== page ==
Analyst Downgrades: 3 Stocks That Wall Street Is Having Second Thoughts About

[investorplace.com] 1 week ago

analyst stock downgrades - Analyst Downgrades: 3 Stocks That Wall Street Is Having Second Thoughts About

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Coming out of second quarter earnings season, Wall Street analysts have downgraded several notable stocks. These deductions are due to everything from overvaluation and profitability concerns to overheated share prices and rising competition.

Stock upgrades and downgrades can help investors better understand the forces impacting a company’s share price. Also, they shed light on sentiment toward a particular security and expectations for a stock’s future direction. The comments explaining the reasons for a downgrade are often more valuable than the actual rating and price target placed on a particular stock.

As the market struggles to find its footing leading into the fall, we offer a look at some recent analyst downgrades of three stocks that Wall Street is rethinking.

Suncor Energy (SU)

Suncor Energy logo displayed on a modern smartphone

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Desjardins analyst Chris MacCulloch became the latest to downgrade Suncor Energy (NYSE:SU) to “hold” from “buy”. He placed a $36 price target on the shares, which is its current trading price.

The downgraded price target is in line with the median projection of 18 professional analysts who cover this Canadian energy producer. The latest downgrade comes as Suncor continues to struggle with a litany of problems.

SU recently reported its Q2 net income declined 53% from a year earlier to $1.88 billion. The poor results come after the oil company endured a high-profile cyber attack in June of this year. Unfortunately, that temporarily crippled its network of retail gas stations.

Also, Suncor said it took a $275 million restructuring charge in Q2 related to 1,500 job cuts it had announced a few months ago. The company has also been fending off activist investor Elliott Management and appointed new CEO Rich Kruger in February.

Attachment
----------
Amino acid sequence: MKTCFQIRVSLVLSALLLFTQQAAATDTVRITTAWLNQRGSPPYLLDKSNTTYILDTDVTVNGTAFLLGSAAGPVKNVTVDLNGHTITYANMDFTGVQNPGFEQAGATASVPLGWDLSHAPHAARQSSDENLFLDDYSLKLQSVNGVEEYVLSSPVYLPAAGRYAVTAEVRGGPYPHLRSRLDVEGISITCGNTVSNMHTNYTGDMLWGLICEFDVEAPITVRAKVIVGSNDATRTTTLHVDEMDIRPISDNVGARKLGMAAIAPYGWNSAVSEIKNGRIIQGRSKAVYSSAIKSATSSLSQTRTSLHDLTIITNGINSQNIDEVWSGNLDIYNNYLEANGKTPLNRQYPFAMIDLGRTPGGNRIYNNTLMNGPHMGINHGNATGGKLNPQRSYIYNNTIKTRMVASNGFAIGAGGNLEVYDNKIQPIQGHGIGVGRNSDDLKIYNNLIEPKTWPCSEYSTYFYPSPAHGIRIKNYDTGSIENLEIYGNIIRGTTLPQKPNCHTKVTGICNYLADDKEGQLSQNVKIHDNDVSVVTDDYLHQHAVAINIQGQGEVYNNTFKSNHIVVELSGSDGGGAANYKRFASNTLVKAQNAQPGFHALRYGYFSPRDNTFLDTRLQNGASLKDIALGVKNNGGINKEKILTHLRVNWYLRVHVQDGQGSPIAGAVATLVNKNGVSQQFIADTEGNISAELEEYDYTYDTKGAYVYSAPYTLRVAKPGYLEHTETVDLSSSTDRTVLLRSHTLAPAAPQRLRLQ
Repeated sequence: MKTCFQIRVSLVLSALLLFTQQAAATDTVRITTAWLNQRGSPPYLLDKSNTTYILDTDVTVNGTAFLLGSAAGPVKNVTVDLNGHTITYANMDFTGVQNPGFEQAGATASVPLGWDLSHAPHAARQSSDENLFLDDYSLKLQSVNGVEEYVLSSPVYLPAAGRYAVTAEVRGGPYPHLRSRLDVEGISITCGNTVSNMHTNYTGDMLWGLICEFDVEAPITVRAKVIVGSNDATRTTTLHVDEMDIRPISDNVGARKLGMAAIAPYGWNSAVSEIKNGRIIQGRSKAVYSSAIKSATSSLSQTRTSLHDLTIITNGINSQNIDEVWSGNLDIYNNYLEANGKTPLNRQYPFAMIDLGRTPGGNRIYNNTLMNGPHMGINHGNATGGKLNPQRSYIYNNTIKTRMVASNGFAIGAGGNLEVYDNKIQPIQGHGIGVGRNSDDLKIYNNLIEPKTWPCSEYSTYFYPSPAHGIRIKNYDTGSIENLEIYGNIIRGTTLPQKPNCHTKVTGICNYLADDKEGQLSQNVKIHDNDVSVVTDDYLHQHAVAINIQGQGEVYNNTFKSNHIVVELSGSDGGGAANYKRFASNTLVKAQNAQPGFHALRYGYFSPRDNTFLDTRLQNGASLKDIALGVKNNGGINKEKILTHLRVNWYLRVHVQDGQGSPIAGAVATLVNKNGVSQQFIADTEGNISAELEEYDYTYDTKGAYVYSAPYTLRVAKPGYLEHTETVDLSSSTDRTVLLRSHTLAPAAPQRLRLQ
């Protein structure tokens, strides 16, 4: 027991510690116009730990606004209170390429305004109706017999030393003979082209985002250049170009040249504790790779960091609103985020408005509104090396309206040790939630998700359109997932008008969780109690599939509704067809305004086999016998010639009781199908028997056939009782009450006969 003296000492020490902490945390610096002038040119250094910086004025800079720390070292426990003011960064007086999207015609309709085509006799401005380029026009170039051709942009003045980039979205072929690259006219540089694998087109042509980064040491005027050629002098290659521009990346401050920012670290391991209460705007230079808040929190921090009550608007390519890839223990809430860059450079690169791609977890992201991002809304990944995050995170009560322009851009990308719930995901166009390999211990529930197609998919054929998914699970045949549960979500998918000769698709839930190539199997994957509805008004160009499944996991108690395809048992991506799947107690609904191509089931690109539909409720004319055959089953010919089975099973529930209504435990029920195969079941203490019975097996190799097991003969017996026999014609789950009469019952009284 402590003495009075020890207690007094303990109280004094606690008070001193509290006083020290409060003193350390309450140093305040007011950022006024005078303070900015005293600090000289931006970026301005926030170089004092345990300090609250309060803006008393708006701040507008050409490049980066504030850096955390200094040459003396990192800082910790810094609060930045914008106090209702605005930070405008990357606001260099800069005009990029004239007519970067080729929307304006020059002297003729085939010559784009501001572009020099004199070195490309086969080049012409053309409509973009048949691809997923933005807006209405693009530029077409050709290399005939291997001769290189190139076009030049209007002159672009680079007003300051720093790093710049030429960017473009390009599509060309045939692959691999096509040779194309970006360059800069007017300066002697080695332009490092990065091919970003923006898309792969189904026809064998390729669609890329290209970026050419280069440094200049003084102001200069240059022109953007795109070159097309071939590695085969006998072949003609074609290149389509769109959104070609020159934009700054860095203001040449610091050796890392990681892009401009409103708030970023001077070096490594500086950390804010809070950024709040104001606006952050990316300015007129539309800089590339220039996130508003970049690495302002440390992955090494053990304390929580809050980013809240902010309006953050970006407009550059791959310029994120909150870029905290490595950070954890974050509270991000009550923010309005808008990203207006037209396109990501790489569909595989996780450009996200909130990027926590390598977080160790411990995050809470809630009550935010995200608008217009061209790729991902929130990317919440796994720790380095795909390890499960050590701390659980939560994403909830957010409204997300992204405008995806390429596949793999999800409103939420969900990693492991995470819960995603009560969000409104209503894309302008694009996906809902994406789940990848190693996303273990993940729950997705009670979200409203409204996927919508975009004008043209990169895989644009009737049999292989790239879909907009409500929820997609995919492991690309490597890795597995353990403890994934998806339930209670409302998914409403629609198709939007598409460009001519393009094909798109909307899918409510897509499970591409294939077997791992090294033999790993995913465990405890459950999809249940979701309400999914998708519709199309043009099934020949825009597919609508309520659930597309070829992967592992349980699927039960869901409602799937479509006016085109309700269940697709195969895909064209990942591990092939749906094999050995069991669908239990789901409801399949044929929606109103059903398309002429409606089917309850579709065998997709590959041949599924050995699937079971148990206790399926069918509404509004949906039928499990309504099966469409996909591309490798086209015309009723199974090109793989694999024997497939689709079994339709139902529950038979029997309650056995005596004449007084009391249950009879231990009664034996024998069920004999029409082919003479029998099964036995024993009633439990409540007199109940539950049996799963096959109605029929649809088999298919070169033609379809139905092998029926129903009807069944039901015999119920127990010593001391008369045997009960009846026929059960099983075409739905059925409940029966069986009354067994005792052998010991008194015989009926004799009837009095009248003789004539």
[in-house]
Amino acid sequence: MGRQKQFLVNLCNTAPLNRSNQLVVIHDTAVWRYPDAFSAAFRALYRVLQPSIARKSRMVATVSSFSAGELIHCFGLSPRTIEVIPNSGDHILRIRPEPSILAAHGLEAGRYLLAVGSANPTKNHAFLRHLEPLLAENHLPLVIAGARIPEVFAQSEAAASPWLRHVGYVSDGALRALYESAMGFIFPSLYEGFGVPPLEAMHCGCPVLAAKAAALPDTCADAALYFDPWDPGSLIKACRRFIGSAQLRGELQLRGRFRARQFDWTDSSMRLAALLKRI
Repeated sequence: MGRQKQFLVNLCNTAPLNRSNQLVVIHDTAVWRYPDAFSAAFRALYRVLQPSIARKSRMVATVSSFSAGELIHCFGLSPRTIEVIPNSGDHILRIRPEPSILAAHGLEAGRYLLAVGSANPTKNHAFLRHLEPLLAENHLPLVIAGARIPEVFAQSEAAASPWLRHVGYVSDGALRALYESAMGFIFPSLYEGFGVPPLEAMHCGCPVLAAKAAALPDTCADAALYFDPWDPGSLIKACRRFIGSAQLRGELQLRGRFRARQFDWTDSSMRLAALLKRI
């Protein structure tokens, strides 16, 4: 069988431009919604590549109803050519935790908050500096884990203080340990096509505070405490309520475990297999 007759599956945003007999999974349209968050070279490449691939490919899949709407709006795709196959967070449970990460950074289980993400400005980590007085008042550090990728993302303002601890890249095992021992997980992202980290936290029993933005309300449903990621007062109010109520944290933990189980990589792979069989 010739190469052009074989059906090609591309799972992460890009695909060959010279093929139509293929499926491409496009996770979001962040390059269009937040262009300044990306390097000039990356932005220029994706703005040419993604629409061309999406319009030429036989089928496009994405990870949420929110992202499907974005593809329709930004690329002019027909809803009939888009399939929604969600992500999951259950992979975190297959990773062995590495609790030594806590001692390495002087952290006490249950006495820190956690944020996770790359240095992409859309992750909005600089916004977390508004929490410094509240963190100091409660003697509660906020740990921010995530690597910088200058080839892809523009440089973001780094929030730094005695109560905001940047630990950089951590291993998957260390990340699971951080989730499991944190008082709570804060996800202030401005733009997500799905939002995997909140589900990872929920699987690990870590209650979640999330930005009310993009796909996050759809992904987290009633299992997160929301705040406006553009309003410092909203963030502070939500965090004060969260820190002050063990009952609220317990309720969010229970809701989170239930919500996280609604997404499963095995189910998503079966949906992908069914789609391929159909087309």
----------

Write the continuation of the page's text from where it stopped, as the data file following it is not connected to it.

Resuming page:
Oracle (ORCL)

ORCL stock: a 3-dimensional Oracle sign in an outdoor setting

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Software company Oracle (NYSE:ORCL) caught a slew of analyst downgrades recently after its gruesome Q2 print, including one from JPMorgan Chase (NYSE:JPM).

The group cut its rating on the stock to “neutral” or “hold” from “overweight” or “buy” previously. JPM also trimmed its price target on ORCL stock to $100 from $112. They specifically indicated that shares are overvalued relative to the company’s poor financial results.

The downgrades resulted when Oracle’s stock fell 10% after the company issued subpar financial results and provided weak forward guidance. The company announced earnings per share (EPS) of $1.19 compared to $1.15 that had been forecast on Wall Street. Revenue in the quarter totaled $12.45 billion versus the analysts’ expectation of $12.47 billion.

Looking forward, Oracle anticipates $1.30 to $1.34 per share and 5% to 7% revenue growth in the current third quarter. That was below consensus forecasts.

Despite the Q2 results and analyst downgrades, ORCL stock is up 63% over the last 12 months.

Tesla (TSLA)

Tesla Motors (TSLA) now an SP500 company with a busy Pond Springs location in northwest Austin, TX

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Electric vehicle maker Tesla (NASDAQ:TSLA) got walloped with analyst downgrades both before and after its Q2 earnings print. These include analysts at Goldman Sachs (NYSE:GS) and UBS (NYSE:UBS).

The downgrades come amid price cut concerns on Tesla vehicles that could hurt profitability, and after its stock enjoyed a huge run this year, rising 145% since January. Trading at 75 times future earnings, analysts worry that the stock is overheated.

Goldman Sachs analyst Mark Delaney cited these reasons when he downgraded TSLA stock to a “neutral,” or “hold” rating, from a previous “buy” rating. Delaney feels that price cuts and discounts offered on Tesla’s EVs will likely weigh on the company’s future gross margins.

In July, Tesla reported lower Q2 margins due to price cuts and other incentives offered on its vehicles. Also, Tesla executives warned on an earnings call that production at its plants would slow in Q3 due to shutdowns for maintenance improvements.

On the date of publication, Joel Baglole did not have (either directly or indirectly) any positions in the securities mentioned in this article. The opinions expressed in this article are those of the writer, subject to the InvestorPlace.com Publishing Guidelines

Joel Baglole has been a business journalist for 20 years. He spent five years as a staff reporter at The Wall Street Journal, and has also written for The Washington Post and Toronto Star newspapers, as well as financial websites such as The Motley Fool and Investopedia.